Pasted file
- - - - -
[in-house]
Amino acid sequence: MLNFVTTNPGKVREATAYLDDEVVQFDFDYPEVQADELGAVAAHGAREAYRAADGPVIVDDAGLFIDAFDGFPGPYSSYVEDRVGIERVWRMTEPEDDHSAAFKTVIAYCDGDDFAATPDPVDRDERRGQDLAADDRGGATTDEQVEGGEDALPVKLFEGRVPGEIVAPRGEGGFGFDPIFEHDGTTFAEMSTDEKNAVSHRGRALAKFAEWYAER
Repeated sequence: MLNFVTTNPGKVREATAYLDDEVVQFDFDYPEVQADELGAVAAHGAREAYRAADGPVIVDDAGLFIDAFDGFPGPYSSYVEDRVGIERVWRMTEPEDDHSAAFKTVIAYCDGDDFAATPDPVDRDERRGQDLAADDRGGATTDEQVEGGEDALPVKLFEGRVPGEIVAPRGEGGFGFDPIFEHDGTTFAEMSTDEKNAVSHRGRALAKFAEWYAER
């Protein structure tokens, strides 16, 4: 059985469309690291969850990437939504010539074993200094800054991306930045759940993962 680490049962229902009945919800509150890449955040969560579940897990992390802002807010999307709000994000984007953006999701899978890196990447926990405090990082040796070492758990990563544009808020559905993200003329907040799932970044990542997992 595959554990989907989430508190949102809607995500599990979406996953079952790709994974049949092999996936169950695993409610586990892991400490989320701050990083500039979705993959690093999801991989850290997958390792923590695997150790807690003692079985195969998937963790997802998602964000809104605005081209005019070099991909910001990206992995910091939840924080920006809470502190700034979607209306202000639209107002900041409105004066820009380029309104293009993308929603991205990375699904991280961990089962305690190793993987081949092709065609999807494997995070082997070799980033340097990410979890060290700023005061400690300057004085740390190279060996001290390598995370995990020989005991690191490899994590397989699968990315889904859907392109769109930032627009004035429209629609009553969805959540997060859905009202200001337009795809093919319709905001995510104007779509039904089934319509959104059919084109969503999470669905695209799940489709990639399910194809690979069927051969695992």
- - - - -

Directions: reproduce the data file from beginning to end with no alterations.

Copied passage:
[in-house]
Amino acid sequence: MLNFVTTNPGKVREATAYLDDEVVQFDFDYPEVQADELGAVAAHGAREAYRAADGPVIVDDAGLFIDAFDGFPGPYSSYVEDRVGIERVWRMTEPEDDHSAAFKTVIAYCDGDDFAATPDPVDRDERRGQDLAADDRGGATTDEQVEGGEDALPVKLFEGRVPGEIVAPRGEGGFGFDPIFEHDGTTFAEMSTDEKNAVSHRGRALAKFAEWYAER
Repeated sequence: MLNFVTTNPGKVREATAYLDDEVVQFDFDYPEVQADELGAVAAHGAREAYRAADGPVIVDDAGLFIDAFDGFPGPYSSYVEDRVGIERVWRMTEPEDDHSAAFKTVIAYCDGDDFAATPDPVDRDERRGQDLAADDRGGATTDEQVEGGEDALPVKLFEGRVPGEIVAPRGEGGFGFDPIFEHDGTTFAEMSTDEKNAVSHRGRALAKFAEWYAER
């Protein structure tokens, strides 16, 4: 059985469309690291969850990437939504010539074993200094800054991306930045759940993962 680490049962229902009945919800509150890449955040969560579940897990992390802002807010999307709000994000984007953006999701899978890196990447926990405090990082040796070492758990990563544009808020559905993200003329907040799932970044990542997992 595959554990989907989430508190949102809607995500599990979406996953079952790709994974049949092999996936169950695993409610586990892991400490989320701050990083500039979705993959690093999801991989850290997958390792923590695997150790807690003692079985195969998937963790997802998602964000809104605005081209005019070099991909910001990206992995910091939840924080920006809470502190700034979607209306202000639209107002900041409105004066820009380029309104293009993308929603991205990375699904991280961990089962305690190793993987081949092709065609999807494997995070082997070799980033340097990410979890060290700023005061400690300057004085740390190279060996001290390598995370995990020989005991690191490899994590397989699968990315889904859907392109769109930032627009004035429209629609009553969805959540997060859905009202200001337009795809093919319709905001995510104007779509039904089934319509959104059919084109969503999470669905695209799940489709990639399910194809690979069927051969695992």